CategoriesLocal Tips News

Best Places to Explore With Your Dog

Best Places to Explore With Your Dog

We love dogs here at Great Hills Lodge — so we’re lucky that there are so many dog-friendly places for our guests to visit in the nearby vicinity! More and more places are becoming more welcoming to dogs than ever before; with so much choice, it can be tough to know where you should go first on your stay with us!

That’s why we’ve compiled a list of dog-friendly places for you and your four-legged friends to visit while you’re enjoying a stay here at Great Hills Lodge. You’re spoiled for choice!

Bude’s beaches

We’re only a ten-minute drive from the fabulous beaches at Bude; the gorgeous sands and welcoming waters are a huge draw for visitors and luckily, most of the beaches in the area are happy to welcome dogs. There are a few caveats for some beaches, but our list below spells out any restrictions or bans.

Fully dog-friendly beaches:

  • Duckpool Beach
  • Sandymouth Bay
  • Black Rock Beach (at Widemouth Bay)
  • Millook Beach
  • Northcott Mouth Beach

Doggy-friendly but with restrictions:

  • Summerleaze Beach — Dogs are welcome on Summerleaze Beach all year round, but from 21st May to 30th September, dogs must be on a lead between 10am and 6pm. If you’re going for an evening stroll though, they can roam lead-free!

Dogs banned from Easter Sunday to 20th September, but welcome in autumn and winter:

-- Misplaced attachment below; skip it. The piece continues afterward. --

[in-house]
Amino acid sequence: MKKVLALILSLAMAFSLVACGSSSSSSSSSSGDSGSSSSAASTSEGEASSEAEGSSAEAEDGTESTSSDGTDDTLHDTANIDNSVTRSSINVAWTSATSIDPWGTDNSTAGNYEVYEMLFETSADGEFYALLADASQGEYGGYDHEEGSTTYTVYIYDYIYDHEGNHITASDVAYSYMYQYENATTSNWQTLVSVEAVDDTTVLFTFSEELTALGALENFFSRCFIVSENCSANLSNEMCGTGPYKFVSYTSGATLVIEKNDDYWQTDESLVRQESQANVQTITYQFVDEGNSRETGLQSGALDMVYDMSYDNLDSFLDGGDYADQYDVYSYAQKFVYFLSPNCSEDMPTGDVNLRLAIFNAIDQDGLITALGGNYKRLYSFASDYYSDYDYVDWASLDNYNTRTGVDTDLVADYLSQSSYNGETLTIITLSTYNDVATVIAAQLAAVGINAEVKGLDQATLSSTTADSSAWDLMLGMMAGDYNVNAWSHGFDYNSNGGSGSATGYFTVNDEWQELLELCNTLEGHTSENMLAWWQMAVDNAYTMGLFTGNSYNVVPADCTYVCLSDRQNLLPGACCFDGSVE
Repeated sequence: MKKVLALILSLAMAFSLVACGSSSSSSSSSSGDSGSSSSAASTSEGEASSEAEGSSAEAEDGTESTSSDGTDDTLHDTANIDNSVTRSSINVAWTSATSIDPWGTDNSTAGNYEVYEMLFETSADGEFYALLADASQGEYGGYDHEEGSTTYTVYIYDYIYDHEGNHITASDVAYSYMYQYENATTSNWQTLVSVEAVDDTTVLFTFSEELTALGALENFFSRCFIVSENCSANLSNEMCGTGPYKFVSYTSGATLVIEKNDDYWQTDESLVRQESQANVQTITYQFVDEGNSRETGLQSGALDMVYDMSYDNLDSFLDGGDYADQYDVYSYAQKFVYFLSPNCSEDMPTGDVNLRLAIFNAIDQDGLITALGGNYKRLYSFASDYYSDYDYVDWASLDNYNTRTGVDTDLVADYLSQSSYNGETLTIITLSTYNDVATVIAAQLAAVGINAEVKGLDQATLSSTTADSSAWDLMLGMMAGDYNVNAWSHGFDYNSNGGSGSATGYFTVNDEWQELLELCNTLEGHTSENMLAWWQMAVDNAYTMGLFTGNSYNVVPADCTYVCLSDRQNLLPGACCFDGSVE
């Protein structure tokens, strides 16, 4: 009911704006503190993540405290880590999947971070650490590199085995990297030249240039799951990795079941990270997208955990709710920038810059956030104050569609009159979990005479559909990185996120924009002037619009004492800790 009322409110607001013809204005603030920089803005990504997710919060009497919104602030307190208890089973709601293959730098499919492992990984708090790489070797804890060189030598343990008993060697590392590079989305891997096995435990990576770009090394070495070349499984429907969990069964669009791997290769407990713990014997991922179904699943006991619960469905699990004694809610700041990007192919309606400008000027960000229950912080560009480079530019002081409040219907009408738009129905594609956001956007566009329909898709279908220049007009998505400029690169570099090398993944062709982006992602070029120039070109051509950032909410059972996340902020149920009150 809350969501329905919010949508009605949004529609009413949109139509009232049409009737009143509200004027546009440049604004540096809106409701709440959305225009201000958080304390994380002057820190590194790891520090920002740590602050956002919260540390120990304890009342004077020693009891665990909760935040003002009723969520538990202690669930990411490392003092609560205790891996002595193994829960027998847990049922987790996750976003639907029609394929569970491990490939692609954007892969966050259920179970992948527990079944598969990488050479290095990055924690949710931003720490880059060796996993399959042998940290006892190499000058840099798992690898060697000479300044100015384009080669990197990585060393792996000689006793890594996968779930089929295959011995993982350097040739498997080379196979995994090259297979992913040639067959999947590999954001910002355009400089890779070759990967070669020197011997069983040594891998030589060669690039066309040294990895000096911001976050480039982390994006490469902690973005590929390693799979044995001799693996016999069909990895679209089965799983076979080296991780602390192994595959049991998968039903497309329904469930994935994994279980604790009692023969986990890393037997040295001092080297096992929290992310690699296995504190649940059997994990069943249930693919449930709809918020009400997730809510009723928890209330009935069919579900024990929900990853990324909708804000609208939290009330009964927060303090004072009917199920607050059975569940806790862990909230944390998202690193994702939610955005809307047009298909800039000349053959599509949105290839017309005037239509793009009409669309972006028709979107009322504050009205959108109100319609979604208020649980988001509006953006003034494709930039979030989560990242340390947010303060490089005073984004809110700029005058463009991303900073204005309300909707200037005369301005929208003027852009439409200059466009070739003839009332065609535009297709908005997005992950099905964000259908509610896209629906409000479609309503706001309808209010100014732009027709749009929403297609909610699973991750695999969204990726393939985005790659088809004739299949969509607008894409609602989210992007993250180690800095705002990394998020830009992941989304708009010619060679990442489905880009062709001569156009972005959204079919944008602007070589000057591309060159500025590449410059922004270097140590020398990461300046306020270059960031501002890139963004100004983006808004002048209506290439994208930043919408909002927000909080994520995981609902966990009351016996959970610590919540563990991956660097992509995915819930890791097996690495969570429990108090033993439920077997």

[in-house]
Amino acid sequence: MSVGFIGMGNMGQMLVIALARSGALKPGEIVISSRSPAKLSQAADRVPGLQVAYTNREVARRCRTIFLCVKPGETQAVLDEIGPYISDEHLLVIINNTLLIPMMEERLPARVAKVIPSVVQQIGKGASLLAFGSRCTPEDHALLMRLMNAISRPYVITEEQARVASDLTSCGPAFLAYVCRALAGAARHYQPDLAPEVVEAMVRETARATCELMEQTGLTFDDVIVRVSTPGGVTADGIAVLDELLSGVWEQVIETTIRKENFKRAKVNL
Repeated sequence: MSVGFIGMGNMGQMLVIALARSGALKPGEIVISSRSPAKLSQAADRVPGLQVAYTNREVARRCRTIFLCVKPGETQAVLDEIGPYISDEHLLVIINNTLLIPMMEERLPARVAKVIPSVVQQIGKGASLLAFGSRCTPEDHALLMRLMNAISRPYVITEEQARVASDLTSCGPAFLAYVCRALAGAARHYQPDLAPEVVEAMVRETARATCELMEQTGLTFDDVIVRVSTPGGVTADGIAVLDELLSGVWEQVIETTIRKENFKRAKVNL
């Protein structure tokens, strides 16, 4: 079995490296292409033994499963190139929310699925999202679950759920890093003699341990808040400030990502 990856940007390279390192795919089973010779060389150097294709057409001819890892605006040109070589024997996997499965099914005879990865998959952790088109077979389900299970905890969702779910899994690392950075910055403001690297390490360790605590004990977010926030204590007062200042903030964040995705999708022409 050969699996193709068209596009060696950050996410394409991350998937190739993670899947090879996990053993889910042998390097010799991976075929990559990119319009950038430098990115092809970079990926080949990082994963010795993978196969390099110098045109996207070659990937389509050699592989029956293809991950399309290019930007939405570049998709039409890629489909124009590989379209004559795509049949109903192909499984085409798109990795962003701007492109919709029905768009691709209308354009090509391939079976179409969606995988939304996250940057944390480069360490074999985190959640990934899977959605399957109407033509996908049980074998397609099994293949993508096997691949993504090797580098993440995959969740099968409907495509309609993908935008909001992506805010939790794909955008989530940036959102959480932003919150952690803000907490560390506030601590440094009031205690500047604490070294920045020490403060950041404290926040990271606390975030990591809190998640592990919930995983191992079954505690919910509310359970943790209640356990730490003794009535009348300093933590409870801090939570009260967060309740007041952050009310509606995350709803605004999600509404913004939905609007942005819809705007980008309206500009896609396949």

• Crooklets Beach
  • Widemouth Bay

South West Coast Path

We’re so proud to be a short distance from the South West Coast Path; dogs are permitted on the entire path, providing that their owners look after them responsibly to avoid disturbing livestock, wildlife and other walkers. Any section of the path is worth a visit, but some sections are more challenging than others.

The stretch on the north coast near Great Hills Lodge is renowned for being spectacular, though there are sections that are among the toughest of the entire 630 miles of the path. The 15-mile section between Hartland Quay and Bude is said to be the toughest of the whole path, but views from Higher Sharpnose Point and Steeple Point make the entire challenge worth it.

Bude Canal

Once you’ve gotten your fill of sea air, we recommend going into Bude and walking along the hidden gem of the Bude Canal. It’s unique; constructed between 1819 and 1825, it was built to carry sand from the beach to enhance the poor-quality agricultural land nearby.

A flat tarmac two-mile path follows the line of the water up to Helebridge, making a great dog-friendly walk any time of year. The path’s also pushchair and wheelchair friendly, so it’s a walk the whole family can enjoy.

Local attractions

Many of our local attractions now allow dogs so it’s worth checking with an attraction before you set off as to whether they allow dogs. Everywhere has their own rules, so they’re worth checking before you go, but here’s our list of some dog-friendly attractions in the area worth checking out:

  • Clovelly Village
  • The Eden Project
  • Pencarrow House and Gardens
  • Docton Mill Garden & Tearooms
  • Bodmin & Wenford Railway
  • Hartland Abbey’s Gardens

Woodland walks here at Great Hills Lodge

If you fancy a day where you don’t want to venture too far from the comforts of Great Hills Lodge, the woodlands surrounding our property are perfect for a walk; all we ask is that guests are considerate of our free range hens, two cats and the sheep that are sometimes in the field directly to the rear of the property.

There are plenty of places off-site to walk dogs locally too, including into the village of Week St Mary, which has dog waste bins conveniently located on the village green at the top of the lane.